Lost: The End

Content note: This post contains a discussion of the Lost finale, ‘The End.’ If you don’t want to be spoiled (or don’t care about Lost), feel free to mosey on over and check out ‘In My Eye,’ today’s post of posty goodness. Yes I am tired and making up words.

So. I’m still kind of reeling in that post-finale slump that people get, so I am not even going to try and tackle the finale in any meaningful sort of way, let alone try and say anything coherent about how I feel about the series as a whole[1. Hint: I have not forgotten about the fuckery committed this season, and I have a whole lot more to say about women on Lost.]. I’m going to bite off a few chunks, and I’ll probably be processing in the weeks and months and years to come. Because, well, say what you will about it, Lost was definitely an epic television show, and it definitely did have a profound impact on television.

Was I satisfied with the ending? I honestly don’t know. It may take a few rewatches to tell you. As with the show, which moved in recursive circles, the ending turned back in on itself. I felt that, stylistically, ‘The End’ really fit with the tone of Lost. However, it did leave me wondering about some of the stuff that happened this season. I felt like some of the flash sideways stuff was, perhaps, not quite necessary? Or could have been more condensed. Aesthetically, this episode pleased me on a deep level. Otherwise? I’m really not sure.

I did say that the two things that would really bug me about the end is if it turned out to be ‘Jack fixes Locke and saves the Island’ and ‘love is the answer.’ As it turns out, both of those things happened. And I’m trying not to be bitter about them, I really am.

In terms of Jack fixing Locke, well, it felt to me like the message was that Jack was setting Locke free by giving him the ‘miracle of walking’ in the sideways timeline, and killing Smokey in Locke’s body on the Island (paralysis=being possessed by an evil entity, anyone?). And that left me with a bitter taste in my mouth. The entire series has been, of course, about Jack’s redemption. And I liked what happened on the Island, with Jack dying (finally, I’ve been waiting for that for six seasons!) and coming to a final realisation, but the decision to make the redemption off-Island centre around Locke’s surgery was, well, it troubled me. It made me feel marginally better that it was the start of his wakeup call and that Jack had to be repeatedly touched in order to fully come to terms with what had happened to him, but I still feel very unsettled by it.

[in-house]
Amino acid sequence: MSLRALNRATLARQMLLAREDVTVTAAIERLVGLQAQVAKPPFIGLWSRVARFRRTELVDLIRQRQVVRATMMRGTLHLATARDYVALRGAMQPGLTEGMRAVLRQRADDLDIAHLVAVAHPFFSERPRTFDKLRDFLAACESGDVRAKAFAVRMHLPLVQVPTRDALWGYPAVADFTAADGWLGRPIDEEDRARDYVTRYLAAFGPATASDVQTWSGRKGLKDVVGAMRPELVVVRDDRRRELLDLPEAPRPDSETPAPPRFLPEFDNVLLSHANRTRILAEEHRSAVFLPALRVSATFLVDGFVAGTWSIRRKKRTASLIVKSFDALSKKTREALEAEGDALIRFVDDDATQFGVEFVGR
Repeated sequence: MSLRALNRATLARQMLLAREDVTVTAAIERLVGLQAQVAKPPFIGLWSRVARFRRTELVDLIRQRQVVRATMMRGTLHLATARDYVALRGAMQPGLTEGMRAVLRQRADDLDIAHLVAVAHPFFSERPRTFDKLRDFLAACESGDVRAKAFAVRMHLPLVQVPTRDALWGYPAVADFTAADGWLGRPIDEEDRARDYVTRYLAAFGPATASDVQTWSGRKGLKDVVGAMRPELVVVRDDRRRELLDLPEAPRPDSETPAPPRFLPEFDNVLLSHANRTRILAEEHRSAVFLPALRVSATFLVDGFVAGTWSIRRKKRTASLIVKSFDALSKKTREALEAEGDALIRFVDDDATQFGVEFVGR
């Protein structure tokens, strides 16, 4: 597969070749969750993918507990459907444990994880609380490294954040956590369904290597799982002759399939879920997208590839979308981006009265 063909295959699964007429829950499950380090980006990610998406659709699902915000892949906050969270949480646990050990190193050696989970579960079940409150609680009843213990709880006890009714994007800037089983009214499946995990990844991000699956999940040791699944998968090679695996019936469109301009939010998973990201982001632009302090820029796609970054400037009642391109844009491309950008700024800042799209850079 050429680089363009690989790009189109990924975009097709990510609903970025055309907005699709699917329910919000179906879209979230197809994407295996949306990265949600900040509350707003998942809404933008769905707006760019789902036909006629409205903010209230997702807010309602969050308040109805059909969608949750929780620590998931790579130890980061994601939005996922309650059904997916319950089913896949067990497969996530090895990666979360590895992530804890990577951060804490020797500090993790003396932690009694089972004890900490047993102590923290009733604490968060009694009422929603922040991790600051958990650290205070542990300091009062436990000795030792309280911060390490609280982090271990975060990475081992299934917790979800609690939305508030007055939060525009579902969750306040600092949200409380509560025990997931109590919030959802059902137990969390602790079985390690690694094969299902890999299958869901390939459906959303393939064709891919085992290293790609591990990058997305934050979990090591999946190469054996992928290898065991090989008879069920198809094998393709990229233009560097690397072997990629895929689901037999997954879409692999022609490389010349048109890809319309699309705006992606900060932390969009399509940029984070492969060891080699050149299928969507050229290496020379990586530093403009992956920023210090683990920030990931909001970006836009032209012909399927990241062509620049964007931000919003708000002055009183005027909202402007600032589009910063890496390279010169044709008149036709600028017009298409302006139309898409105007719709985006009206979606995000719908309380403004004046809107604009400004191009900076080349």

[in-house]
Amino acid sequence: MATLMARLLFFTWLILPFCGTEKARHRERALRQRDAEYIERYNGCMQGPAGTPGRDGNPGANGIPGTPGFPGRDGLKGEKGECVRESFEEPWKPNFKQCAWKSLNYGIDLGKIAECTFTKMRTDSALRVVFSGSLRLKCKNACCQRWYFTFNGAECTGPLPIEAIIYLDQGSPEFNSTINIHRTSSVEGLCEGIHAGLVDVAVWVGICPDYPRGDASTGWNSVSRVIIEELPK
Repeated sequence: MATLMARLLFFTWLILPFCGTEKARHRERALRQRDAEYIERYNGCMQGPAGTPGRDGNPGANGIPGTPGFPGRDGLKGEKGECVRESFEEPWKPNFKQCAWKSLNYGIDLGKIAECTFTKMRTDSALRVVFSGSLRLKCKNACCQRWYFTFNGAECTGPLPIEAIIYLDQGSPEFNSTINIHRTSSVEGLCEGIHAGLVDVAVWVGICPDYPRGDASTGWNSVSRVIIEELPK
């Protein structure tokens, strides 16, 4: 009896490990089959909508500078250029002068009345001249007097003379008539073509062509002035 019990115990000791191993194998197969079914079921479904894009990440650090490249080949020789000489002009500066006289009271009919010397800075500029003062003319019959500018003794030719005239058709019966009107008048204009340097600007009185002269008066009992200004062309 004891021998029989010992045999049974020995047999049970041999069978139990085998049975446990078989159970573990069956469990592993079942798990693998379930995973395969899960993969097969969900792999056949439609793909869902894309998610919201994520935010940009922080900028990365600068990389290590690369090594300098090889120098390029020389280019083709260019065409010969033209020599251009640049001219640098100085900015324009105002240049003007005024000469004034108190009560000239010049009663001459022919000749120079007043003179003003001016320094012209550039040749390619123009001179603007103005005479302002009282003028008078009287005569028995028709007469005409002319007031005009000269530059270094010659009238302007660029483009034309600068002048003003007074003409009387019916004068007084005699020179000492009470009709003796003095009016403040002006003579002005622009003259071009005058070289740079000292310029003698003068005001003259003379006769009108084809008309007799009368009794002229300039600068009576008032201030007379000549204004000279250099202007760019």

And I admit that when Ben said ‘you probably don’t need that chair anymore,’ I thought ‘that’s probably a good thing, since it doesn’t look like the church has a ramp.’

And, yeah, let’s talk about love conquering all. Let’s talk about how Lost, an incredibly heteronormative show, ended up with most of the characters all couply in the church. Let’s talk about that. Because it troubled me. I think this is, in part, because I am not a romantic. Romance bores me to tears and it (especially The Triangle/Quadrangle) was always the thing about the show that I liked least. And there were a lot of characters missing in the church, including the few noncoupled people, and that, well, it made me kind of sad as well. I felt like I was left with the sense that you have to be coupled to feel complete, to be ready to ‘move on.’

Final thought: Did Lost pull a Battlestar Galactica and go all religious at the end for absolutely no good reason, abandoning the sci-fi premise pretty much entirely?

I’d actually argue that this is open to interpretation. Yes, the finale took place in a church. Yes, there was bright white light at the end. Yes, the show has had broad religious themes throughout. There is a lot of religious metaphor in Lost and I’m not going to pretend like there isn’t.

But, right now, I feel like the end is open to interpretation. My feelings may change after thinking and watching some more. At the moment, though, I feel like you could read it as religious, or you could read it as an affirmation of the many worlds/multiverse theory. Right now, I’m choosing to read it as a many worlds thing, because that preserves the science fiction, and it makes everything fit together, right down to ‘there is no now here.’

When Christian says that this is a place the characters have created to find each other, that to me actually reads like a very strong affirmation of the many worlds theory. It is, well, I don’t really understand quantum mechanics and I am not going to pretend to, but I think it’s pretty strongly science fiction to argue that characters can create a place in their minds and be drawn to it. Evidently there’s also a many minds theory, having to do with the observer rather than the world, but, like I say, I am not very knowledgeable about this stuff and I don’t even want to begin to try. Although I would be interested to read people who do know what they are talking about wrestling with these things.

So, those are my gut responses, an hour after finishing.